Playlist: Almost nothing

Cover of Shortwave Nights by Hiss Tracts (Constellation Records, 2014)
The impossibility of immediacy in the music of Cage, Ferrari and López.

The first (and as yet only) time I saw John Cage’s 4’33” “performed” I couldn’t shake a sense of doubt clawing the edges of my consciousness: I’d probably be listening harder if I wasn’t trying so hard to listen so hard. Of course, really, really, really wanting to concentrate – to immerse, to forget oneself – is pretty much the one sure-fire way to ensure you do none of those things. And so if Cage’s aesthetic was above all a pursuit of experiential immanence – of radical openness to, and intimate connection with, all sounds – then it only hinders itself by making its lofty goal explicit. And it sounds like Luc Ferrari arrived at a similar conclusion: the (near) vérité field recordings of his Cagean Presque rien (or “Almost nothing”) series seem all but disavowed in the evocative memory- and dream-scapes of his late-period Les Anecdotiques. The idea of unfettered immediacy, after all, sounds a bit idealistic: surely Les Anecdotiques’ warped approximations of reality resonate more closely with subjective experience, which frames, distorts, romanticises even as it claims merely to sense.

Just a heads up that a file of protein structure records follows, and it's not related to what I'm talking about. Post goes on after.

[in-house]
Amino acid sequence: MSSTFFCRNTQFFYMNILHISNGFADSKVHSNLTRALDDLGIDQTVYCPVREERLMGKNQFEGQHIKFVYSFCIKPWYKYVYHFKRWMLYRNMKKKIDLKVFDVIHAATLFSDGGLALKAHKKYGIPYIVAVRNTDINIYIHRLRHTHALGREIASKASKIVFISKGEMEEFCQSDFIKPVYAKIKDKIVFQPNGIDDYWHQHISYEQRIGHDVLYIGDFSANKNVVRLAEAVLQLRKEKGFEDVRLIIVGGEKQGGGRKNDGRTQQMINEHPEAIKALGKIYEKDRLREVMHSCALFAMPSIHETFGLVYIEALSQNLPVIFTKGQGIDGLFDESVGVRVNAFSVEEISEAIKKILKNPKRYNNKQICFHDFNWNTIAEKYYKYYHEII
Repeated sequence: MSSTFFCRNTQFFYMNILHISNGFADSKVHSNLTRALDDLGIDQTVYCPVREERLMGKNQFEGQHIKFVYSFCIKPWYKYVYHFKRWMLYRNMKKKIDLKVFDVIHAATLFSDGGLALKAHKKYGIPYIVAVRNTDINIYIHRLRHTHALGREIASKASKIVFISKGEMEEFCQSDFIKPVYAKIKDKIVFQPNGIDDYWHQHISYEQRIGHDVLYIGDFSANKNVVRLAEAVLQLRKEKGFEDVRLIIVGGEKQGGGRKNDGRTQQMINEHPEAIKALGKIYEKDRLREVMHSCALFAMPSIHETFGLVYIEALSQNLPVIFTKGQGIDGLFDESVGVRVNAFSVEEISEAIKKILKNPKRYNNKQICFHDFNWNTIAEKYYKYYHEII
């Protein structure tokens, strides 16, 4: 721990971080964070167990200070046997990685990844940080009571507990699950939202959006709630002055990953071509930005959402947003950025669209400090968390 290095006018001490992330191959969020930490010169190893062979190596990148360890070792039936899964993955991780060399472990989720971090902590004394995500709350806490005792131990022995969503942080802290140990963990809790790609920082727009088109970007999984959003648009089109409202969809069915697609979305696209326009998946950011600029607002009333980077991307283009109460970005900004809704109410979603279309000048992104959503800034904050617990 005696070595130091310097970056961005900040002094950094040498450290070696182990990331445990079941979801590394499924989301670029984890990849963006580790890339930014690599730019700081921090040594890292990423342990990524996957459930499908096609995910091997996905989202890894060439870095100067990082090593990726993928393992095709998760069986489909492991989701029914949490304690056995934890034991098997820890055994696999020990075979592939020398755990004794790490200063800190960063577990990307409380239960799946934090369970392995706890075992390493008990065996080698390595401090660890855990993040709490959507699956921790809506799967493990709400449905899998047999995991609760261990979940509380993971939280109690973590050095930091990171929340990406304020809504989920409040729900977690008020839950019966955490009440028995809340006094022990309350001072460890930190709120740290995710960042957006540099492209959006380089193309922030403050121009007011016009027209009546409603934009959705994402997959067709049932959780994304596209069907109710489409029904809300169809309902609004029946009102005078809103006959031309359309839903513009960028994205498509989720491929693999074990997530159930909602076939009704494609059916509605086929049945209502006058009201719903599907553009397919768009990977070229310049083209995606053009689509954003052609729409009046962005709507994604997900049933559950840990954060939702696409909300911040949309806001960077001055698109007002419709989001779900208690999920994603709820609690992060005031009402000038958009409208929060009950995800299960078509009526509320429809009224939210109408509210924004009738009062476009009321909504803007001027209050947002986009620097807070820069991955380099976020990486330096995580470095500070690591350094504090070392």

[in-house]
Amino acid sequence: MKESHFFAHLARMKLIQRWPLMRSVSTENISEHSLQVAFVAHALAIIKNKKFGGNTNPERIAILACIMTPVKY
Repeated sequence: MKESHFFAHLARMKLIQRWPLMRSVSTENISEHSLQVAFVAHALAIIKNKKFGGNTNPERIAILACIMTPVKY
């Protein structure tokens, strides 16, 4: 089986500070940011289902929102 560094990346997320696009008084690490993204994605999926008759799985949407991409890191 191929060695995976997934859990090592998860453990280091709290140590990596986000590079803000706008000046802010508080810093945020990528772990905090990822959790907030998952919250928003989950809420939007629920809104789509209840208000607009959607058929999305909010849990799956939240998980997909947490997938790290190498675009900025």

[Edit, 9th August 2015: Since the time of writing, the Francisco López recording included in this playlist has been removed from Spotify. The piece can currently be heard on YouTube here.]

1. Presque rien avec filles, Luc Ferrari (1989)
2-4. 4’33”, John Cage (1952)
5-8. Qal’at Abd’al-Salam (Parts 1-4), Francisco López (1995)
9-12. Les Anecdotiques (Parts 1-4), Luc Ferrari (2004)

Image: Cover of Shortwave Nights by Hiss Tracts (Constellation Records, 2014)